Last week, my local synagogue in Manhattan sponsored a very meaningful program in anticipation of Yom HaAtzma’ut, Israel Independence Day (which begins this evening), entitled “Creating A Shared Society.” This is how the event was advertised by Congregation Ansche Chesed:
The rise of Israel’s new foreign minister, Avigdor Lieberman, raises once again the problematic status of ethnic minorities – particularly Arabs – in the Jewish state. About 1 in 5 Israelis are Arabs, nearly 1.4 million people in all. Israeli Jews – like those who voted for Lieberman, who won 15 Knesset seats on a platform widely seen as hostile to Arab citizens – tend to suspect the loyalty of the Arabs, who in turn view Jews with suspicion of racism and colonialism. The ethnic groups rarely intersect and rarely get to know each other. How will Jewish and Arab citizens learn to get along?
Join us in the week before Yom HaAtzma’ut, Israel Independence Day, to meet two activists who work to improve this situation. Farhat Agbaria, an Israeli Arab, and Shachar Yanai, an Israeli Jew, will be with us at Ansche Chesed to discuss their work with Givat Haviva, an organization seeking greater equality and understanding between the population sectors. Agbaria and Yanai direct “Face-to-Face,” a Jewish-Arab teen encounter program, winner of the 2001 UNESCO prize for Peace Education. More than 5,000 11th graders participate in Face-to-Face now, and the program hopes to reach tens of thousands more in coming years, to topple some of the barriers of prejudice and fear in Israeli society.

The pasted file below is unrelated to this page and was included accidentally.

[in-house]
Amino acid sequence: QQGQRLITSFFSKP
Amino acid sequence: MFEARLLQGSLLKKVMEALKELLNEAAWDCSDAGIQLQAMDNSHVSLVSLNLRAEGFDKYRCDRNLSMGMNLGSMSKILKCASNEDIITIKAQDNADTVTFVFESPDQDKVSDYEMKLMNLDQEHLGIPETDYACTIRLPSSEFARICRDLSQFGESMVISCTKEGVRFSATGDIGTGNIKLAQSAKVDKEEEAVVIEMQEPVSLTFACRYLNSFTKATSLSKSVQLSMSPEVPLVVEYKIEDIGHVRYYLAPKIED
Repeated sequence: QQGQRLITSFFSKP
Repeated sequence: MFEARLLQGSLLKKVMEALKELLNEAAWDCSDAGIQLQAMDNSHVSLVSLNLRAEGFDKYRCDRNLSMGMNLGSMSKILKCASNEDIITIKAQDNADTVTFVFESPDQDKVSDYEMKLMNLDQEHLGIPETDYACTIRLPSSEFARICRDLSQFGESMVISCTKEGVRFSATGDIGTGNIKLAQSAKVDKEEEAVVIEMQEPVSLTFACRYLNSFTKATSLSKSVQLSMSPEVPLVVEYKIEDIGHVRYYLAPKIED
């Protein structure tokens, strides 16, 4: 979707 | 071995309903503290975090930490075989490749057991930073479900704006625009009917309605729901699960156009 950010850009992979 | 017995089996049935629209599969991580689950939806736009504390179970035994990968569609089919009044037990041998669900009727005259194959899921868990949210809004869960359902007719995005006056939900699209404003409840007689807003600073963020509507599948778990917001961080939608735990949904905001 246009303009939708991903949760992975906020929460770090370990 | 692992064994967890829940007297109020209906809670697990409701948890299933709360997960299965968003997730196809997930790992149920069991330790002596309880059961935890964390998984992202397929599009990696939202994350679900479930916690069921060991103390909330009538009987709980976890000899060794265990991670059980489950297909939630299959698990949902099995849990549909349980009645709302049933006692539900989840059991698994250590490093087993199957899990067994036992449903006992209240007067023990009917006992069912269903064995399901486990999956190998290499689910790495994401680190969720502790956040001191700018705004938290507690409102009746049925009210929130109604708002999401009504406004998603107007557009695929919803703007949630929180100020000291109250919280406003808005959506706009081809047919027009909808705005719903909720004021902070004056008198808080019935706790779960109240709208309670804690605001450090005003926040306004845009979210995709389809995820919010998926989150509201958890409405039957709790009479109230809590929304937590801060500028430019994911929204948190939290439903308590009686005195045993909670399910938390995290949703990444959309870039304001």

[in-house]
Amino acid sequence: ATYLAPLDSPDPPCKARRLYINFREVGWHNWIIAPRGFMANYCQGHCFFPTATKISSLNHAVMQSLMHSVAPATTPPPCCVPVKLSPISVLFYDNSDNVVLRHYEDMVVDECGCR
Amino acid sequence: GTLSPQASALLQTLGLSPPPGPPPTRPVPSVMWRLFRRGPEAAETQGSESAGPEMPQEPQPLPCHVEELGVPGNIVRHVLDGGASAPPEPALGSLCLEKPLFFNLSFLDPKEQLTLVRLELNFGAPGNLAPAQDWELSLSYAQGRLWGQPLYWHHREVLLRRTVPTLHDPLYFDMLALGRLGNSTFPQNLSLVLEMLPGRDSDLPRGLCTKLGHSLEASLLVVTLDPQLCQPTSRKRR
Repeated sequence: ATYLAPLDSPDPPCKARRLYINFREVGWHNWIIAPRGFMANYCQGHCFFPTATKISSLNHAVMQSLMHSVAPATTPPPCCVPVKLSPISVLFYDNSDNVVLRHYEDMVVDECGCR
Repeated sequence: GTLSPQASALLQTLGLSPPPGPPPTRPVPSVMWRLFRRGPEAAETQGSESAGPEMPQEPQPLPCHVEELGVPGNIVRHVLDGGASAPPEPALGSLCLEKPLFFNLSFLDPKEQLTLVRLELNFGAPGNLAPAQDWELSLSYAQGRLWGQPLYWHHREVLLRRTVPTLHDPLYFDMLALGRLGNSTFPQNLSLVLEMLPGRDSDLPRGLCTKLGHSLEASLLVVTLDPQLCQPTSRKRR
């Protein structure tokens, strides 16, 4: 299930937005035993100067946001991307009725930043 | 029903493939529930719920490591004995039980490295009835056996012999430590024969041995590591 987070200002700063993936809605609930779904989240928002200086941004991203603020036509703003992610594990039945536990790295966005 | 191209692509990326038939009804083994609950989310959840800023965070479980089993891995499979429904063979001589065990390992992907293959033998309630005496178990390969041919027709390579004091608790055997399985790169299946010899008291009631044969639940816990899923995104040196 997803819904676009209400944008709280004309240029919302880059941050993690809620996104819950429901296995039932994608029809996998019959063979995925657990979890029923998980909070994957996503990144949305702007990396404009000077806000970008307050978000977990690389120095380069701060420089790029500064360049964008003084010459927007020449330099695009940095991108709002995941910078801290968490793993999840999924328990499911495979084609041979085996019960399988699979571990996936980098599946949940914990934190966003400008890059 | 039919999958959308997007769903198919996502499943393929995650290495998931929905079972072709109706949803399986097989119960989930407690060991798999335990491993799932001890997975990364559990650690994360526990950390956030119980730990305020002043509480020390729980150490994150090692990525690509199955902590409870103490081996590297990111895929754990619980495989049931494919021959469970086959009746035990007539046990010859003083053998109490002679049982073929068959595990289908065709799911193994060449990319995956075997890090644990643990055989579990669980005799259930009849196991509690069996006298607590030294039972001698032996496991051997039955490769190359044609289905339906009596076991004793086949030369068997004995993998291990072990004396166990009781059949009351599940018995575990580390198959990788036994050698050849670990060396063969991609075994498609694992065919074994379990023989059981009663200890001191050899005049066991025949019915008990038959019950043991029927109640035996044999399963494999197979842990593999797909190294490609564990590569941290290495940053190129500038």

Mr. Yanai and Mr. Agbaria discussed in moving and respectful terms their joint efforts to bridge the national ethnic divide between Jews and Arabs in Israel. The level of separation between the two groups in most parts of Israel (but not all) is nearly total.
The starting point of the problem is, of course, that Israel is in conflict with Palestinians who are kin to Israel’s Arab population – most of whom identify themselves as Palestinian citizens of Israel. Agbaria has no problem with stating that the Jewish people deserve a country. What he wants for himself and his people is to be treated as an integral part of the same country.
As if this is not complicated enough, Mr. Agbaria observes the irony that Israeli Jews are a majority that does not behave as a majority. By this he means that the Jews continue to see themselves as a vulnerable minority. This complexity is even further exacerbated by the fact that Israel’s Arabs tend not to see themselves as a minority – because in the region as a whole, they are not. If Jews were more secure in their status as a majority, they’d be less defensive and more relaxed in how they interacted with their Arab minority.